Background: Different tumor-specific prognostic factors have been identified in recent years for patients who undergo surgery due to pancreatic head cancer, but the results often were inconsistent. Furthermore, the impact of postoperative complications on patient long-term survival has not been described.
Methods: The long-term outcome of 428 patients who underwent resection of pancreatic head cancer at our center during a 17-year period was evaluated. Perioperative details, including postoperative complications, as well as the follow-up of all patients who left the hospital postoperatively were collected in a prospective database. Univariate and multivariate models were used to identify potential prognostic factors and to evaluate the impact of postoperative complications on long-term survival.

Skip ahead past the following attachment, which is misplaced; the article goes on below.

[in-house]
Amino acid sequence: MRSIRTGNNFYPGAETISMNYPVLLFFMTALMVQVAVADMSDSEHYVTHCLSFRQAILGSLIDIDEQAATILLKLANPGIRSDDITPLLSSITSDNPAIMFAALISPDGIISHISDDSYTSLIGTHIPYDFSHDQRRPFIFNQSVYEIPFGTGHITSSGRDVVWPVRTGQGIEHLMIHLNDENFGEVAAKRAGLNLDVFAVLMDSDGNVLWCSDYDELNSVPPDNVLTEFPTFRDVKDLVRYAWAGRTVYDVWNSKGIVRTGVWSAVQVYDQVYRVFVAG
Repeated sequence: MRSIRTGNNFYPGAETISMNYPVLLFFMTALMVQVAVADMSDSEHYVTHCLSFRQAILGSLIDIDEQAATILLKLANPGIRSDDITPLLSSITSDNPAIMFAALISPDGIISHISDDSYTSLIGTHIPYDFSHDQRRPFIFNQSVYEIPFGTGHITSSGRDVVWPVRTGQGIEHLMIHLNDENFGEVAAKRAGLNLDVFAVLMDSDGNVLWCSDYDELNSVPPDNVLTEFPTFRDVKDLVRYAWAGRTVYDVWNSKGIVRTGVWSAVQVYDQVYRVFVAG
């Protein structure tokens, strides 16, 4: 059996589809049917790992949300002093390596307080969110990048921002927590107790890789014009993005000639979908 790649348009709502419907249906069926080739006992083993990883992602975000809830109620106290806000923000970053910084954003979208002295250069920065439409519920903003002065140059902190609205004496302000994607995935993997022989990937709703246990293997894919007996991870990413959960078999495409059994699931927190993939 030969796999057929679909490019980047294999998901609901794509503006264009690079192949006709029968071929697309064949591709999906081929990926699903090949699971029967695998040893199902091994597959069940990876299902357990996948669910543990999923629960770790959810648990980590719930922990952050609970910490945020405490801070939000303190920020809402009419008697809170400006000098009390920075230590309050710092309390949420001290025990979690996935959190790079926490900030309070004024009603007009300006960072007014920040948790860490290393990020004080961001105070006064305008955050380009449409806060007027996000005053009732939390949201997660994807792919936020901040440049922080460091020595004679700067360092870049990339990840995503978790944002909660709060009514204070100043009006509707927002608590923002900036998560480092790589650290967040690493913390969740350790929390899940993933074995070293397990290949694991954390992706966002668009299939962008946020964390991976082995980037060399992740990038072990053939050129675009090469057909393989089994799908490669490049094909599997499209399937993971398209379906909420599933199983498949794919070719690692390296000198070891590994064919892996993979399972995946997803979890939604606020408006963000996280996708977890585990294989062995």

Results: The median survival was 15.5 months with a postoperative complication rate (grade I-IV) of 32.7%. Independent prognostic significance was detected for grading (P < 0.001), R status (P = 0.001), and lymph node status (P = 0.003). The occurrence of severe postoperative complications (grade III-IV) was associated with a significantly shortened survival (16.5 vs. 12.4 months; P = 0.002) and was identified as an independent prognostic factor (P = 0.002).
Conclusions: This large study demonstrates that severe postoperative complications have a strong impact on the long-term survival of patients with pancreatic head cancer comparable to tumor characteristics, such as lymph node status, grading, or R status. As a result, the improvement of surgical procedures in specialized centers might lead to a survival benefit in these patients.